(prune nodefilter v)

; pg. 50

;; PG’s (before) is alomst a direct translation, except for one major difference: Clojure does not have default argument values. Therefore, one must always pass in a test function to get the same effect. I decided to drop the test function for now to simplify the function.


(defn before? [x y sq]
  (and sq
       (let [elem (first sq)]
         (if (= y elem)
           (if (= x elem)
             (recur x y (rest sq)))))))

(before? 'b 'c '(1 2 a b c))
(before? 1 'c '(1 2 a b c))
(before? 'a 1 '(1 2 a b c))

;; This is from CS-101
(defn member [x sq]
  (if (seq sq)
    (if (= x (first sq))
      (recur x (rest sq)))))

(defn after? [x y sq]
  (let [elem (before? y x sq)]
    (and elem
         (member x elem))))

(after? 'b 'c '(1 2 a b c))
(after? 'c 'a '(1 2 a b c))

(defn duplicate? [obj sq]
  (member obj (rest (member obj sq))))

(duplicate? 'a '(1 2 a b c a d))

;; Needs work
(defn splitif [f sq]
  [(for [x sq :when (f x)] x) (for [x sq :when (not (f x))] x)])

(splitif #(= % 5) '(1 2 3 4 5 6 7 8 9 10))
(splitif #(< % 5) '(1 2 3 4 5 6 7 8 9 10))
(splitif #(> % 500) '(1 2 3 4 5 6 7 8 9 10))
(splitif #(if (< % 7) true false) '(1 2 3 4 5 6 7 8 9 10))

;; Something to note: Clojure provides shorhand notation for lambda’s containing a single call of #(). This notation allows for the passing of multiple arguments each accessed via the % operator (e.g. %1 %2 etc…)

; pg. 52

;; Continuing with my abuse of the list-comprehension (only until it becomes second nature… any day now), the most function is pretty trivial.


(defn most [f sq]
    (let [wins (ref (first sq))
          mx (ref (f @wins))]
       (for [x (rest sq) :when (> (f x) @mx)]
         [(dosync (refset wins x) (refset mx (f x)))]))
      (list @wins @mx)))

(most count '((1 2 3) (1 2)))
(most count '((1 2 3) (1 2 3 4)))

;; It’s important to note that the (for) had to be wrapped in a (doall) because the former generates a lazy sequence and will only supply the first argument, therefore you’re always going to see the first item in the sequence as the answer without the latter. It took me a while to track this down. :(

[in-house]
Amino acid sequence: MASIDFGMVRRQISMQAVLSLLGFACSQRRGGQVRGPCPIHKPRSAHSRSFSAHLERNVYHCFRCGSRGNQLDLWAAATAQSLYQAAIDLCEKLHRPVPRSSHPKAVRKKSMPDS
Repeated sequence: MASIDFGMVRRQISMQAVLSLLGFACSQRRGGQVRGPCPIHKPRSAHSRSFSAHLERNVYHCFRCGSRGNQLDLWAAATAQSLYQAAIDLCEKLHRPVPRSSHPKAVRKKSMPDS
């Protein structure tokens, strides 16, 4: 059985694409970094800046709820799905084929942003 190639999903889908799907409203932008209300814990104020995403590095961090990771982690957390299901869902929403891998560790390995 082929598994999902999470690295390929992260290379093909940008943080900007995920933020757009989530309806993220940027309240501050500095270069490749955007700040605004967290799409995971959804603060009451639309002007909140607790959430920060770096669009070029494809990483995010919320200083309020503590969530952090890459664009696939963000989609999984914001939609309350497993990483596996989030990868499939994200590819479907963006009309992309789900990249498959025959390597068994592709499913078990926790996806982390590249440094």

(defn best [f sq]
  (let [wins (ref (first sq))]
      (for [x (rest sq) :when (f x @wins)]
        (dosync (refset wins x))))))

(best > '(1 2 3 4 5))
(best > '(1 2 7 4 5))
(best > nil)

;; But of course, when Rich Hickey looked at my (best) function he gave me a virtual pat on the head and hit me with:


(defn best [f xs] (reduce #(if (f %1 %2) %1 %2) xs))

;; I remain humbled.

;; So of course, that means that (most) can more elegantly be written as:


(defn most [f xs] (reduce #(if (> (f %1) (f %2)) (list %1 (count %1)) (list %2 (count %2))) xs))

;; So PG goes on with this vein for a few more pages creating more utlity functions, some of which could be useful later on. PG’s main goal for Chapter 4 is to propone the virtues of Bottom-up programming, which I buy, but since my main goal is to learn Clojure and work out the long-dormant FP muscles, I only chose a handful of functions that furthered my goal.

;; Stay tuned for Chapter 5.


5 Comments, Comment or Ping

  1. David Siegel

    Shouldn’t (most) be:

    (defn most [f xs] (let [x (reduce #(if (> (f %1) (f %2)) %1 %2) xs)] [x (f x)]))

  2. Kunjan

    Hi, I am learning clojure. And your posts are very very helpful. Could you tell me why you use lazy to add to the list. I have seen a lot of lazy-cons and lazy-cat. What is the advantage of these?


  3. @Kunjan,

    One thing to be aware of with these posts — they are hopelessly out of date. My use of lazy-cons is actually no longer legal Clojure code. At the time of this writing it was the way to cons an element onto the head of a sequence in a lazy way. By lazy I mean that the elements of the sequence are not calculated until accessed. Clojure is now mostly lazy and therefore it makes lazy-cons unnecessary. The more appropriate way to do this now is to use lazy-seq like so:

    (def foo (cons (do (println "hi there") 'x) '()))  ;; you will see "hi there" printed... non-lazy
    foo   ;;  you will see (x)
    (def foo (lazy-seq (cons (do (println "fff") 'x) '())))  ;; nothing is printed, until...
    ;; now you will see "hi there" printed during the lookup of foo

    Hopefully, that clarifies matters.


  4. Nevena

    flatten function won’t work. clojure.core 1.2 has the right one.

  5. Shouldn’t seq? be sequential? in the definition of flatten, since testing vectors for seq? returns false ?